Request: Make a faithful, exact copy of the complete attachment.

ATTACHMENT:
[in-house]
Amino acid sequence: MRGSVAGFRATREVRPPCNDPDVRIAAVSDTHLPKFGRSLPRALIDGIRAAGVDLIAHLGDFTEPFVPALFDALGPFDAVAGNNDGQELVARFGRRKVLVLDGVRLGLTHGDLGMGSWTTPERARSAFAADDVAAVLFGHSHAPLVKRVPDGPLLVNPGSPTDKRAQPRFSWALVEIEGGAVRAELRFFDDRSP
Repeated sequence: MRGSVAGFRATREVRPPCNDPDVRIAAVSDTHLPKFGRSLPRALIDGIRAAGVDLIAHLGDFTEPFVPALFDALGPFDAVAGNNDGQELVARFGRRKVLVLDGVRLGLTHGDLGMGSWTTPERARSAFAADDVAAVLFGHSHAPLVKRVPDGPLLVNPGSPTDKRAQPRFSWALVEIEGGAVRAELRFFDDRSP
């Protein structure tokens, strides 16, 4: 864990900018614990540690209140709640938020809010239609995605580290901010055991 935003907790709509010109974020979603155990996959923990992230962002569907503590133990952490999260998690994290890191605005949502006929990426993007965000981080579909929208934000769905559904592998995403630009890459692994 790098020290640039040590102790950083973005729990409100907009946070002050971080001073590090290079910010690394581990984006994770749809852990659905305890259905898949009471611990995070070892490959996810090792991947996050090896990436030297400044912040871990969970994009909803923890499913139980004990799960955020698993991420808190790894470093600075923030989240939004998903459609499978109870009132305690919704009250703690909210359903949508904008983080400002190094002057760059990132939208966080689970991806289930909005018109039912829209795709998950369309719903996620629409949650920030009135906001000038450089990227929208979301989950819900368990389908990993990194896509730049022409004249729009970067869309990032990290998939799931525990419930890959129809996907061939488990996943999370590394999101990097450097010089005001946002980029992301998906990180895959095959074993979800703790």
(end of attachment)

[in-house]
Amino acid sequence: MRGSVAGFRATREVRPPCNDPDVRIAAVSDTHLPKFGRSLPRALIDGIRAAGVDLIAHLGDFTEPFVPALFDALGPFDAVAGNNDGQELVARFGRRKVLVLDGVRLGLTHGDLGMGSWTTPERARSAFAADDVAAVLFGHSHAPLVKRVPDGPLLVNPGSPTDKRAQPRFSWALVEIEGGAVRAELRFFDDRSP
Repeated sequence: MRGSVAGFRATREVRPPCNDPDVRIAAVSDTHLPKFGRSLPRALIDGIRAAGVDLIAHLGDFTEPFVPALFDALGPFDAVAGNNDGQELVARFGRRKVLVLDGVRLGLTHGDLGMGSWTTPERARSAFAADDVAAVLFGHSHAPLVKRVPDGPLLVNPGSPTDKRAQPRFSWALVEIEGGAVRAELRFFDDRSP
């Protein structure tokens, strides 16, 4: 864990900018614990540690209140709640938020809010239609995605580290901010055991 935003907790709509010109974020979603155990996959923990992230962002569907503590133990952490999260998690994290890191605005949502006929990426993007965000981080579909929208934000769905559904592998995403630009890459692994 790098020290640039040590102790950083973005729990409100907009946070002050971080001073590090290079910010690394581990984006994770749809852990659905305890259905898949009471611990995070070892490959996810090792991947996050090896990436030297400044912040871990969970994009909803923890499913139980004990799960955020698993991420808190790894470093600075923030989240939004998903459609499978109870009132305690919704009250703690909210359903949508904008983080400002190094002057760059990132939208966080689970991806289930909005018109039912829209795709998950369309719903996620629409949650920030009135906001000038450089990227929208979301989950819900368990389908990993990194896509730049022409004249729009970067869309990032990290998939799931525990419930890959129809996907061939488990996943999370590394999101990097450097010089005001946002980029992301998906990180895959095959074993979800703790």